It can cause a wave of similar lawsuits around the world

It can cause a wave of similar lawsuits around the world

By Kim Shtern

It seems that the prolonged lawsuit of the Canadian company to Kazakhstan will go down in the annals of history. The fact is that World Wide Minerals Ltd (WWM) bases its claims, referring to the agreement that Canada has already concluded with the Soviet Union.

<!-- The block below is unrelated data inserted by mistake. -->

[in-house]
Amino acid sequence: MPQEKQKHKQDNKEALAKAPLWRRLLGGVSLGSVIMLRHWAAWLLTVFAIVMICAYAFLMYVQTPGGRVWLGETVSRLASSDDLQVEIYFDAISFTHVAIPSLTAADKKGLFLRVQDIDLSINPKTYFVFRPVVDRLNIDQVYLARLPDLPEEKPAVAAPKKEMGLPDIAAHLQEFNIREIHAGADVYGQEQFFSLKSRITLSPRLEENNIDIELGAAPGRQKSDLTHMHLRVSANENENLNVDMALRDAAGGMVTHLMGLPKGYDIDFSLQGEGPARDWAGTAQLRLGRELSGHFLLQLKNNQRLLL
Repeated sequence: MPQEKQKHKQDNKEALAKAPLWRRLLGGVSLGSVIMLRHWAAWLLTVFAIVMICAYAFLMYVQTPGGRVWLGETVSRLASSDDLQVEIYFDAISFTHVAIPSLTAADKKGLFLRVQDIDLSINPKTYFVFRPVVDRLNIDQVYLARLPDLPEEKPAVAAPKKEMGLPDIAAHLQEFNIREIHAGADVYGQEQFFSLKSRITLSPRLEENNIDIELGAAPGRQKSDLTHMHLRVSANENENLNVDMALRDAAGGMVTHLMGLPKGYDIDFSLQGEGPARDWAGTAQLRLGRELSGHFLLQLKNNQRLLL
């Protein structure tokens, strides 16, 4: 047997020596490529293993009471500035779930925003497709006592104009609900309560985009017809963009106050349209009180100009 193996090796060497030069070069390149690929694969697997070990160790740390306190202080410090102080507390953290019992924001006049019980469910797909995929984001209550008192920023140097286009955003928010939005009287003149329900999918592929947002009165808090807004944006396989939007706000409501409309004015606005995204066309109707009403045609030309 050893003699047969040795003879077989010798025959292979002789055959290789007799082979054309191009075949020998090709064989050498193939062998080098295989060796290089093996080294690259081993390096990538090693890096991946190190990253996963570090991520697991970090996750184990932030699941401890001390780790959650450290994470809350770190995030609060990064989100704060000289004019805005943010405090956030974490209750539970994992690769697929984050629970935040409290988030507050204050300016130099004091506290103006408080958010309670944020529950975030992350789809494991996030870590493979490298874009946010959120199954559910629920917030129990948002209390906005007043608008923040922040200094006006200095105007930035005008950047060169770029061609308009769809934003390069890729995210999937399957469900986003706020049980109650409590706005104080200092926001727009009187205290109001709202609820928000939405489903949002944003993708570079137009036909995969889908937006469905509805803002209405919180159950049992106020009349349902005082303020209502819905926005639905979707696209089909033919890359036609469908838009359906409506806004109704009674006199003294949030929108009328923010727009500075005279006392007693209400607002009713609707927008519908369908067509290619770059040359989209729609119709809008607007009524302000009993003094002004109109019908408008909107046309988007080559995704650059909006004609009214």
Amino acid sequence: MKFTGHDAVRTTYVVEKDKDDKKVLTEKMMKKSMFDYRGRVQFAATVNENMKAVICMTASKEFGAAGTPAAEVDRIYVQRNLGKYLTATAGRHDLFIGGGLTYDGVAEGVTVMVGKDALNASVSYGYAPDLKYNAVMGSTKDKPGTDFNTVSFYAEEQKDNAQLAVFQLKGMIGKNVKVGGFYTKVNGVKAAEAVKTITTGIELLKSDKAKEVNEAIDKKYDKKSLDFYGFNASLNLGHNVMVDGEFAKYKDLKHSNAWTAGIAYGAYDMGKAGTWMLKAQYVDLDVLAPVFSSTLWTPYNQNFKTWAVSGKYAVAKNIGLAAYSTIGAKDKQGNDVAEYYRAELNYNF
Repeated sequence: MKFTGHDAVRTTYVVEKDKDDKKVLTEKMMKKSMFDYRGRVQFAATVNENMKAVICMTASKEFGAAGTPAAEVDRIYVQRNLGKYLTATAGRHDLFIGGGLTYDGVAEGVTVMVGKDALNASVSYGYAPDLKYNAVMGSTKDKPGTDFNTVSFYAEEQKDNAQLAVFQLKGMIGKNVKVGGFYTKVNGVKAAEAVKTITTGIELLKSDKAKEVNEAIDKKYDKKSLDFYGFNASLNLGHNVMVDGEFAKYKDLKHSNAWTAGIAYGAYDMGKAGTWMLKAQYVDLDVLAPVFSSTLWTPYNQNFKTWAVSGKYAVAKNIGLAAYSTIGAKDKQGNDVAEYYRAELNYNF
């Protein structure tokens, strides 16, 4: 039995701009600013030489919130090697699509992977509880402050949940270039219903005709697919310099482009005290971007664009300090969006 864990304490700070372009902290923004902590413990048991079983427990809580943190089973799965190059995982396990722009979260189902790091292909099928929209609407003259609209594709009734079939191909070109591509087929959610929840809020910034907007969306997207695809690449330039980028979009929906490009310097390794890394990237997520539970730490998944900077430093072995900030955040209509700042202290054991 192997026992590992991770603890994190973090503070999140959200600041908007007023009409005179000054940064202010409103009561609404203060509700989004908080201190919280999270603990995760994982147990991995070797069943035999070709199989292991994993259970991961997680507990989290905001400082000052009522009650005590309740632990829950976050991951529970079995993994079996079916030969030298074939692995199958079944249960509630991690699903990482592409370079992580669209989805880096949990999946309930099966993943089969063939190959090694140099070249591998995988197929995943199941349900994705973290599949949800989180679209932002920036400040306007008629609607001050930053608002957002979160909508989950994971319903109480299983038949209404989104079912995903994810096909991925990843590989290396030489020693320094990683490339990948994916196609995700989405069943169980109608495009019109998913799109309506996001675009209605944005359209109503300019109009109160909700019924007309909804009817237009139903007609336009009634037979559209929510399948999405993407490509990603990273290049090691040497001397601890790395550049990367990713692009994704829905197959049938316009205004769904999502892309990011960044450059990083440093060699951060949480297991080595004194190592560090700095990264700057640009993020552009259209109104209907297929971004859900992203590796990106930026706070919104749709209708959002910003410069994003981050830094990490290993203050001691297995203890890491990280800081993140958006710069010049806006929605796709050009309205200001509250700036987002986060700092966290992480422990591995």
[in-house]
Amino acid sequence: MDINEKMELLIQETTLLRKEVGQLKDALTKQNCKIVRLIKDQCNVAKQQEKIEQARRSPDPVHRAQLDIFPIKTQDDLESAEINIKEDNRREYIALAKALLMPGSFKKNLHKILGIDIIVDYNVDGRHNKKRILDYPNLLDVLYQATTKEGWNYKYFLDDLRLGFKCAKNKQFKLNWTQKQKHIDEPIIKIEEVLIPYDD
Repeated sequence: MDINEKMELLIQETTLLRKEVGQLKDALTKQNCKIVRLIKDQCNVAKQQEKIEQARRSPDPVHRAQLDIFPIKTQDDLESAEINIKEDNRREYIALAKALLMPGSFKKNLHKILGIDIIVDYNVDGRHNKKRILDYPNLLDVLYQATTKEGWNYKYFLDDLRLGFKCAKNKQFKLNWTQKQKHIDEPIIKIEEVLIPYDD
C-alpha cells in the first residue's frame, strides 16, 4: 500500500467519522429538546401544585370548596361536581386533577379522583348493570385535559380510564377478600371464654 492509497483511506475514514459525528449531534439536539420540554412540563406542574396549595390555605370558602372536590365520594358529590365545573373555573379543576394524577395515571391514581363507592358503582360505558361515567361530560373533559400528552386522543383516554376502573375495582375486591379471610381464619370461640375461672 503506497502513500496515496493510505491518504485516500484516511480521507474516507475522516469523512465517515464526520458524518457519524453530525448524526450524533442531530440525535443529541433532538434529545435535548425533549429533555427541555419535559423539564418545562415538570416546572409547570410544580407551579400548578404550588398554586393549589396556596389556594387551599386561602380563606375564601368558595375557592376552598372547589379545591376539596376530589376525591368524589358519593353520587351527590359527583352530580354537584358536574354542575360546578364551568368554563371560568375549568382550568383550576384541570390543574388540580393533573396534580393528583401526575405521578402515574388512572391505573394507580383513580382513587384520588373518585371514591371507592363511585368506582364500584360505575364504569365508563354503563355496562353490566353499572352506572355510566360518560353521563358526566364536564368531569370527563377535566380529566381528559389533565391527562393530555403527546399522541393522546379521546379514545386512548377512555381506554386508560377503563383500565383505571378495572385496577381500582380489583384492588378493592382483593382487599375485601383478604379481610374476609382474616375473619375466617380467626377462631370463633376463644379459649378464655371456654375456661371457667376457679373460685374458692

In 1995, shortly after the collapse of the USSR, the Canadian company World Wide Minerals Ltd turned to the government of Kazakhstan with a business proposal. The republic was supposed to give it in development uranium deposits together with the uranium mining complex and the mining and chemical combine. In exchange, "WWM" promised to invest at least $ 100 million in development of the industry (that is, the complex and the plant) for several years. Attract strategic financial and industrial partners and investors. And at the same time keep in proper form all the social infrastructure around the complex (kindergartens, heating systems of the neighboring city, etc.). And, by the way, six months after the contract was signed, I undertook to submit a restructuring plan for the enterprises received for management. At the same time, WWM managers assured that Kazakhstani workers will not be dismissed, they promised to retrain them and even send them for advanced training to Canada. A year later such a contract was signed. WWM received, like many foreign investors who came to Kazakhstan at that time, the most favored nation treatment. That is, it received maximum tax benefits and attract foreign labor. Moreover, Kazakhstan has given guarantees that the Canadian company will receive a license for exporting uranium on the international market. However, it should have been done on the basis of the laws of Kazakhstan, the Treaty on the Non-Proliferation of Nuclear Weapons and other equally important treaties.